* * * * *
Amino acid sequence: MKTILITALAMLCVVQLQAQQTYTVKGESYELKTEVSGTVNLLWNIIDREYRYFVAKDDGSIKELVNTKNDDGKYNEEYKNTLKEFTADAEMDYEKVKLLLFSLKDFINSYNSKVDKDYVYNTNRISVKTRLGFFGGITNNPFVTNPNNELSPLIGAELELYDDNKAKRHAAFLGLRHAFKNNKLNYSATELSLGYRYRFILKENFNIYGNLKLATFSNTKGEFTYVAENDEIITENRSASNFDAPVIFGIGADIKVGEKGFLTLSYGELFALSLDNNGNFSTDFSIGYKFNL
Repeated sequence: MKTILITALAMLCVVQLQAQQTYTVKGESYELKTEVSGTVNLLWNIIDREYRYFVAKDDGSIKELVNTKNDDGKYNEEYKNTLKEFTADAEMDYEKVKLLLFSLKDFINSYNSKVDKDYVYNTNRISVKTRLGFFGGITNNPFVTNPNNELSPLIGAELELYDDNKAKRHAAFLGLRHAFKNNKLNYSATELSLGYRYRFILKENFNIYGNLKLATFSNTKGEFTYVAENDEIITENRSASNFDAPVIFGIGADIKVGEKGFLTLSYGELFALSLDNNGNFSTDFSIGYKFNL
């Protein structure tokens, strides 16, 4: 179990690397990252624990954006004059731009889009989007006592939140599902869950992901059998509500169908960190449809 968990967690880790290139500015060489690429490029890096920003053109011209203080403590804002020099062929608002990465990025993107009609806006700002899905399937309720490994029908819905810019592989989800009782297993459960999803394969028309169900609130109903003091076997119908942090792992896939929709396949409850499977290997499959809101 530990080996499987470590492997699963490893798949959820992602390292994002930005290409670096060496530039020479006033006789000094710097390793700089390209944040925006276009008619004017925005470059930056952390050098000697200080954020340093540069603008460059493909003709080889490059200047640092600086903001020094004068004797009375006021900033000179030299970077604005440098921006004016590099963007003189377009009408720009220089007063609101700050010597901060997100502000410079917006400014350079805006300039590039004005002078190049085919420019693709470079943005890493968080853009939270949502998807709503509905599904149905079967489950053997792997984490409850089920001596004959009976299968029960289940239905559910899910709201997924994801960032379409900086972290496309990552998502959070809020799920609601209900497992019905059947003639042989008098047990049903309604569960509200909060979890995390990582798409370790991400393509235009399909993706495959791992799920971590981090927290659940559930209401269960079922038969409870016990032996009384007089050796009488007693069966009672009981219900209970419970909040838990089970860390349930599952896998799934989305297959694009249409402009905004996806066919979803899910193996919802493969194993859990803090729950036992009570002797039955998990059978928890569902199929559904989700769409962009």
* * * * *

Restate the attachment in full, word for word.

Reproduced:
Amino acid sequence: MKTILITALAMLCVVQLQAQQTYTVKGESYELKTEVSGTVNLLWNIIDREYRYFVAKDDGSIKELVNTKNDDGKYNEEYKNTLKEFTADAEMDYEKVKLLLFSLKDFINSYNSKVDKDYVYNTNRISVKTRLGFFGGITNNPFVTNPNNELSPLIGAELELYDDNKAKRHAAFLGLRHAFKNNKLNYSATELSLGYRYRFILKENFNIYGNLKLATFSNTKGEFTYVAENDEIITENRSASNFDAPVIFGIGADIKVGEKGFLTLSYGELFALSLDNNGNFSTDFSIGYKFNL
Repeated sequence: MKTILITALAMLCVVQLQAQQTYTVKGESYELKTEVSGTVNLLWNIIDREYRYFVAKDDGSIKELVNTKNDDGKYNEEYKNTLKEFTADAEMDYEKVKLLLFSLKDFINSYNSKVDKDYVYNTNRISVKTRLGFFGGITNNPFVTNPNNELSPLIGAELELYDDNKAKRHAAFLGLRHAFKNNKLNYSATELSLGYRYRFILKENFNIYGNLKLATFSNTKGEFTYVAENDEIITENRSASNFDAPVIFGIGADIKVGEKGFLTLSYGELFALSLDNNGNFSTDFSIGYKFNL
């Protein structure tokens, strides 16, 4: 179990690397990252624990954006004059731009889009989007006592939140599902869950992901059998509500169908960190449809 968990967690880790290139500015060489690429490029890096920003053109011209203080403590804002020099062929608002990465990025993107009609806006700002899905399937309720490994029908819905810019592989989800009782297993459960999803394969028309169900609130109903003091076997119908942090792992896939929709396949409850499977290997499959809101 530990080996499987470590492997699963490893798949959820992602390292994002930005290409670096060496530039020479006033006789000094710097390793700089390209944040925006276009008619004017925005470059930056952390050098000697200080954020340093540069603008460059493909003709080889490059200047640092600086903001020094004068004797009375006021900033000179030299970077604005440098921006004016590099963007003189377009009408720009220089007063609101700050010597901060997100502000410079917006400014350079805006300039590039004005002078190049085919420019693709470079943005890493968080853009939270949502998807709503509905599904149905079967489950053997792997984490409850089920001596004959009976299968029960289940239905559910899910709201997924994801960032379409900086972290496309990552998502959070809020799920609601209900497992019905059947003639042989008098047990049903309604569960509200909060979890995390990582798409370790991400393509235009399909993706495959791992799920971590981090927290659940559930209401269960079922038969409870016990032996009384007089050796009488007693069966009672009981219900209970419970909040838990089970860390349930599952896998799934989305297959694009249409402009905004996806066919979803899910193996919802493969194993859990803090729950036992009570002797039955998990059978928890569902199929559904989700769409962009």